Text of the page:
Brokers and firms found out if they were well prepared against a cyber security attack in early November 2019.
The Securities and Financial Markets Association (SIFMA) tested hundreds of people in the securities industry on November 7, 2019 with its Quantum Dawn V test. The test is a simulated cyberattack and tests how well firms react to one.
The test included more than 600 people from more than 180 financial institutions and government agencies in the U.S., Australia, Canada, Europe, Hon Kong, India, Malaysia, Japan and Singapore, according to SIFMA.
“A clear takeaway from the exercise is the importance of a robust partnership between the industry and government grounded in information sharing,” SIFMA said on its website. “No single actor – not the government, nor any individual firm – has the resources to protect markets from cyber threats on their own, nor do cyber incidents restrict themselves to one geographic location. That’s why the communication aspect was essential to the exercise’s success.”
The test scenario involved ransomware, a type of software that locks people out of computers until a ransom is paid. CNBC reports the ransomware WannaCry and NotPetya caused significant damage to major corporations in 2017.
The test was on a “closed loop” and did not have any real world consequences.
According to CNBC, the test involved an unnamed U.S. company deemed “too big to fail” being attacked by ransomware. Thomas Price, managing director at SIFMA, told CNBC the scenario included discussion on how the public should be told about the event and how the financial industry would respond to the attack. The scenario included similar companies in Asia and the United Kingdom.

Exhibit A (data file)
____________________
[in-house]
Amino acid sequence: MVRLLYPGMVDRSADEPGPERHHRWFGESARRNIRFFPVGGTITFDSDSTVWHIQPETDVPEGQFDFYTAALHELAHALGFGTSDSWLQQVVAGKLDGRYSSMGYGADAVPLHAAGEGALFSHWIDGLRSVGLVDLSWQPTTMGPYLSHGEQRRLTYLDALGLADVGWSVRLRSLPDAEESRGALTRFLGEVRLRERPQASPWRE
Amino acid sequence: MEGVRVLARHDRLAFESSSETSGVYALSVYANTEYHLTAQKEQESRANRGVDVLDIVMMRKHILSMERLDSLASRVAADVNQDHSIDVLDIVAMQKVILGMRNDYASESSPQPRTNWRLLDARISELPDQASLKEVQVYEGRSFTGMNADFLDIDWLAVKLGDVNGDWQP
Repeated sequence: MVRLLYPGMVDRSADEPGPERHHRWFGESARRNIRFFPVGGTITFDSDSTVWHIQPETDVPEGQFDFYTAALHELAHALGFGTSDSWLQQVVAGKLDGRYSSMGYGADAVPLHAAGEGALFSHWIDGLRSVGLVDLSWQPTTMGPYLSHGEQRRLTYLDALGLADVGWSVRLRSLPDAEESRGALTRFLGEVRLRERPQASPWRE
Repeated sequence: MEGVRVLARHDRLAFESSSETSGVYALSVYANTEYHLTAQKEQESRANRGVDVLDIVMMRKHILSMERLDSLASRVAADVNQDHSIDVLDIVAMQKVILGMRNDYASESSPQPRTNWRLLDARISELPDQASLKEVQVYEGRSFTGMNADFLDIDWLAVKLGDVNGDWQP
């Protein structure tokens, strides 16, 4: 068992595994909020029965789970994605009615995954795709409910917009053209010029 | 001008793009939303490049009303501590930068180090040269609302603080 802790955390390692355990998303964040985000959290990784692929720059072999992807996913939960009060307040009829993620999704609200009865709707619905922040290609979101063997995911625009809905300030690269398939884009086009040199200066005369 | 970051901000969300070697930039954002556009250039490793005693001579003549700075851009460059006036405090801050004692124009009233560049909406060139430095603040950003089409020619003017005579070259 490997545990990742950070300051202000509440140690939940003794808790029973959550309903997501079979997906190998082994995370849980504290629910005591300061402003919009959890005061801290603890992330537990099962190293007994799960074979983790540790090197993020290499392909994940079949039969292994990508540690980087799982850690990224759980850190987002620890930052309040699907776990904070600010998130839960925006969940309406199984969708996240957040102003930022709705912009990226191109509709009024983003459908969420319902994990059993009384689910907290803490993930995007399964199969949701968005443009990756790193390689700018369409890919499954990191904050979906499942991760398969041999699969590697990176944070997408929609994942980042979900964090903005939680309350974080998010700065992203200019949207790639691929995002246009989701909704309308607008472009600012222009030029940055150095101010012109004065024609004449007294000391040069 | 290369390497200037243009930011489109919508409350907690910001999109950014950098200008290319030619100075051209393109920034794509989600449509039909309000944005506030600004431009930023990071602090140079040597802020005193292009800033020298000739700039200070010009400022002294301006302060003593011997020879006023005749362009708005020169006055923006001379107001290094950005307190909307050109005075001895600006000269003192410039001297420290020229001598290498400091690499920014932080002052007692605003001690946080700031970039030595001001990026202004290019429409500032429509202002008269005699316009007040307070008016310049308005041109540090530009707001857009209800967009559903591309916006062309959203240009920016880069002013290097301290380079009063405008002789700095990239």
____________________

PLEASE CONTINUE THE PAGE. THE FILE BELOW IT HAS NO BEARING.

The simulation ended with the ransomware hitting a U.S. organization that facilitates settlement activity. Price told the outlet participants focused on internal communications between executives and employees and external communications with clients.
“SIFMA also notes that the exercise underscores the increasing frequency and sophistication of cyberattacks, and the critical need for an effective allocation of cybersecurity resources at financial institutions,” the agency said. “The financial services industry is a top target, facing tens of thousands of cyber attacks each day. Enhanced harmonization of regulatory standards and supervision, to reduce the amount of duplicative or redundant rules, would help enable firms to devote more resources to security and better protect investors.”
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